Street battle in Baghdad 'kills 50 insurgents'

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Iraqi and US troops, supported by American jets and helicopters, fought a fierce battle against Sunni insurgents in central Baghdad yesterday, killing 50 militants, according to the Iraqi authorities and capturing 21 others including several "foreign" fighters.

The operation was centred on Haifa Street, an area described by the government as "riddled with terrorist hideouts", where some 130 people have died since Saturday. It came after Nouri al-Maliki, the Iraqi Prime Minister, promised a crackdown on insurgents and militias of every hue in the capital - essentially his end of a deal with George Bush which will see the US send up to 20,000 more troops to Iraq in a national television address tonight.

As the fighting raged, a cargo plane carrying Turkish construction workers crashed during landing at an airport near Baghdad, killing 30 people and injuring two others. A Foreign Ministry official in Ankara said that early indications were the crash was caused by bad weather and fog, and not by sectarian fighting.

Yesterday's battle reportedly began after Sunni gunmen attacked Iraqi military checkpoints and the army called on US help.

Earlier, Mr Maliki gave his most emphatic warning yet that the sectarian violence that has devastated the capital would no longer be tolerated. "All our political, economic, media, security and military resources," he said, "will be used to support the operations which Baghdad is waiting for."

But the acid test will be whether the Shia dominated central government goes equally forcefully after the Shia militias, including the Mehdi Army controlled by the firebrand cleric Muqtada al-Sadr, a key political backer of Mr Maliki. The organisation, based in the Sadr City district of Baghdad, is considered more powerful than the armed forces of the government.

As the latest violence raged, Mr Bush was putting the final touches to the prime-time speech in which he will announce his keenly awaited "New Approach" to Iraq, aimed at restoring order in the capital and in Anbar province, a stronghold of the Sunni insurgency.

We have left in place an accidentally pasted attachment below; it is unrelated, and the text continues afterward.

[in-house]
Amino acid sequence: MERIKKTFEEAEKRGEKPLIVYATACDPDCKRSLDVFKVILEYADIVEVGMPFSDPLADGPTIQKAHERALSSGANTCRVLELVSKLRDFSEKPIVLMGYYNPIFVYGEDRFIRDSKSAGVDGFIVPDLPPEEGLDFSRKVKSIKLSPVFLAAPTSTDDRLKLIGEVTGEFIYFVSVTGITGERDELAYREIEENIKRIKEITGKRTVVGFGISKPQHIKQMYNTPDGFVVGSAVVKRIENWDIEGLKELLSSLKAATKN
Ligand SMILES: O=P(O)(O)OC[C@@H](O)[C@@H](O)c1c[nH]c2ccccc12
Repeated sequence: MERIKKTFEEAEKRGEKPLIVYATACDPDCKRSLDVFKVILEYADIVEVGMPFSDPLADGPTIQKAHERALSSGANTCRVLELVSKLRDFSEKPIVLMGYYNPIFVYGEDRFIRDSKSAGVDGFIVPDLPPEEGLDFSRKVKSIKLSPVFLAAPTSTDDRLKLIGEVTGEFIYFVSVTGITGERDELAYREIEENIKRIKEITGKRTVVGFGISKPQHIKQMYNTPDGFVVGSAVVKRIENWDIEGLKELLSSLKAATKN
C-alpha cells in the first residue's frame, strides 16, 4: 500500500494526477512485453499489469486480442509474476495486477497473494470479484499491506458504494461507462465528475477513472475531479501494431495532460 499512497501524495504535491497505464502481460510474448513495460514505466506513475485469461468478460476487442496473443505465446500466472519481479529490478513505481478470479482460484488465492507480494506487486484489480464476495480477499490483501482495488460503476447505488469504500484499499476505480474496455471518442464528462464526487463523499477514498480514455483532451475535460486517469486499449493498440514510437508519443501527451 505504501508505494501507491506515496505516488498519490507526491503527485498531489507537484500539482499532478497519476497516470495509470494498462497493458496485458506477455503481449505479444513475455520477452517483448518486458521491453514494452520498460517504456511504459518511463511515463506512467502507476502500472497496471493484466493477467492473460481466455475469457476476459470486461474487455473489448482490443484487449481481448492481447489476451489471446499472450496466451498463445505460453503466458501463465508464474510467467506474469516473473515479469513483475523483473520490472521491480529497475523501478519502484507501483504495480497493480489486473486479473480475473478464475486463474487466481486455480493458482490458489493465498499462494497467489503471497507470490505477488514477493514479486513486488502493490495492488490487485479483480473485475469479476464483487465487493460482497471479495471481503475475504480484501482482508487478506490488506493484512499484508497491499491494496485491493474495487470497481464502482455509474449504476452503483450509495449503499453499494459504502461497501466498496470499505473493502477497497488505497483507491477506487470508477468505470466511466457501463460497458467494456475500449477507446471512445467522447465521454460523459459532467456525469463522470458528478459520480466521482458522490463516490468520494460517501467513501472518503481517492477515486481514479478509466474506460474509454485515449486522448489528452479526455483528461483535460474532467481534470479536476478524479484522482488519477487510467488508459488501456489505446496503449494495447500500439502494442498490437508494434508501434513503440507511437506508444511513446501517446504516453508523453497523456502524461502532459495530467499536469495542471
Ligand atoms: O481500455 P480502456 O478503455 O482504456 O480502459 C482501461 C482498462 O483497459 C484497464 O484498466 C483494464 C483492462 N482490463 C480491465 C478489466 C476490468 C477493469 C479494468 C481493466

With a 20,000-troops increase all but confirmed, the focus now is on the conditions Mr Bush will lay down for the Iraqi government - and whose fulfilment is essential if he is to begin the subsequent troop withdrawal demanded by Democrats and a large majority of the American public.

Without clear "benchmarks", critics say, the US will only be dragged deeper into a civil war without end, and which the presence of US troops only exacerbates. These fears have been heightened by the emergence of a second mobile-phone video of Saddam Hussein execution on 30 December, this one showing the former dictator's corpse. The video, which first appeared on a Baathist website, shows Saddam's head bent at a 90 degree angle to his body, with a red gash on the neck, consistent with the rope of a noose. Voices in the background are heard saying, "Hurry up, hurry up," and "Just one second, just one second... I'm about finished."

Democrats, who now control Congress, are divided on how to press their opposition to the troop increases. Nancy Pelosi, the incoming House Speaker, has spoken only of tougher "oversight" - seemingly ruling out a cut in funding for the troops. Senator Edward Kennedy said he would introduce legislation barring funding for the extra troops without prior congressional approval. "Iraq is George Bush's Vietnam," the veteran Massachusetts liberal declared, "and as with Vietnam, the only solution to the crisis is political, not military. Our military men and women cannot force the Iraqi people to reconcile their differences." Whether any such bill will come to a vote, however, is unclear.